Hello, folks, we have another guest post for this week from Omolara Oriye is a Lagos based lawyer, journalist, feminist and human rights advocate with The Initiative For Equal Rights, Nigeria. In this post that she shared with me from her blog, she talks about her experiences growing up as a young woman in Nigeria. Read, enjoy and be informed
I was a loud child, I reckon that opinionated would be the best way to put it, but I recently swore off the last ounce of political correctness I had in me. I was loud, opinionated, perspicacious and filled with questions. I was a boundary pusher and I never backed down from a challenge. Now, imagine a girl, who’s voice was the loudest in the room, who had an opinion and felt a compulsion need to air it. I was obviously the odd one out.
My mother wanted us to be amazing, but not too much, you know, be great but small enough to score a husband. But when other girls dreamt of their beautiful wedding dresses and the flower in their hair, I always saw myself with a pure leather, moderately expensive briefcase that reeks of rawhide and standing on the court’s steps in a city like New York.
I grew up in the countryside but there was nothing country about my upbringing— in retrospect, it might have been a little country but you see, my parents were committed to giving us a great life and that they did — until religion consumed us.
I wished myself away so much as a child. I wanted to be smaller, kinder, quieter and everything other girls were. Instead, I grew fatter, much more opinionated and knowledgeable. I read whatever book I could find and my parents were encouraging.
Time came and I began to get my wish, I started to disappear. I aspired to be great but not too much so that I would fit in my socially constructed box. I was of course still amazing but I found ways to hide it. I found creative ways to remain the bright child but not too bright so I could fit in the box society had created for me, a box I was constantly encouraged by all and sundry was the best thing for me.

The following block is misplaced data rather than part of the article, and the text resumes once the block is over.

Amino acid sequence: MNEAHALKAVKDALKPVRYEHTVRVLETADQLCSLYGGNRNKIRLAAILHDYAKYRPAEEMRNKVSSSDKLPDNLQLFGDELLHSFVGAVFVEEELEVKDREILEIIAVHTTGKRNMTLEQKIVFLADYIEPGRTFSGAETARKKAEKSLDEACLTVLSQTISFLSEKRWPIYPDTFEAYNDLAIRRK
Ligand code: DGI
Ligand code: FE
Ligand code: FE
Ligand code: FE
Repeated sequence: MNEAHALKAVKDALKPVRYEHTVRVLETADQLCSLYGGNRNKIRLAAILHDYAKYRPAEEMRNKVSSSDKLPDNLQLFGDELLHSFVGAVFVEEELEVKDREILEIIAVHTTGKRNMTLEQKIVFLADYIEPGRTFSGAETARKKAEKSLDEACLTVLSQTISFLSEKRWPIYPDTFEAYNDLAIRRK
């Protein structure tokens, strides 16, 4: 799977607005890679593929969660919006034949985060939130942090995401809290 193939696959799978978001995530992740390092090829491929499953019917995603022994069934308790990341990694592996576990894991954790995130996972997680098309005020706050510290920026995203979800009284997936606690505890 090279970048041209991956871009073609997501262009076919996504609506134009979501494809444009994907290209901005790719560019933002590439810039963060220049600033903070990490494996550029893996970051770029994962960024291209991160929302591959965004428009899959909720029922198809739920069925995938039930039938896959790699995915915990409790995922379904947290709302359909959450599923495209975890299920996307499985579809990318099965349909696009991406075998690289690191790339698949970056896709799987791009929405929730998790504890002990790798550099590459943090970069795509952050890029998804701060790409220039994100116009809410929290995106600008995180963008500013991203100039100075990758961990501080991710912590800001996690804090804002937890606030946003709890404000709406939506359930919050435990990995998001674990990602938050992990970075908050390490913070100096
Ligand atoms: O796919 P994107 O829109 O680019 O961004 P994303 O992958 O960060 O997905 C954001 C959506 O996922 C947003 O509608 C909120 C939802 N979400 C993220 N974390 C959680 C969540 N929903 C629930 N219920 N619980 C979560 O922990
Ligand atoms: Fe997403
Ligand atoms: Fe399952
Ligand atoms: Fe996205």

I didn’t like it in the box, but I tried. You know like the average advice for a Yoruba woman stuck in an abusive marriage, she is told to try harder as though her situation was predicated upon some effort of hers.
I remember one of my report cards as a child, the teacher referred to me as being over confident— What the fuck does that even mean? But I remember my mom had a talk with me, encouraged me to be confident but not too confident, she was legitimately concerned. There I go again, ignoring the box.
As a child, I would play ball and walk the entire school barefoot and I would look dirty after school: sometimes my school sandals would get lost and every time I would beat myself up. I always wondered, why did I have to play so much, why could I not keep my school uniform intact like the other girls. Girls are supposed to be quieter, neater I would think. But I wasn’t.
I wanted to be a girl.
I was fixated on behaving like a girl I began to forget how to be a human being. I almost let myself forget that what counts is one’s passion, vision, and focus. I had a conversation last week and I found myself reiterating that what makes us human is our heart, what we are passionate about, our humanity and quirks. It doesn’t matter what gender one is and what roles have been pre-created by society. I would have wished away my spark, that would later turn into the flames that would fuel my resilience. I would have crumbled before society in worship at the cost of my soul, and crawl into its waiting cage at the expense of my dreams and when I am left in the cold, society would ask me, How did you get here?
For me, it was a constant battle, I had to decide if I wanted to be a well-rounded, successful, conscientious human being or a woman.
This is a choice we are faced with every day and this is one of the reasons I write. I hope that you find a spark in my words, so it ignites our humanity and we become filled with fiery passion for living differently, independently of society’s ideas of who we should be.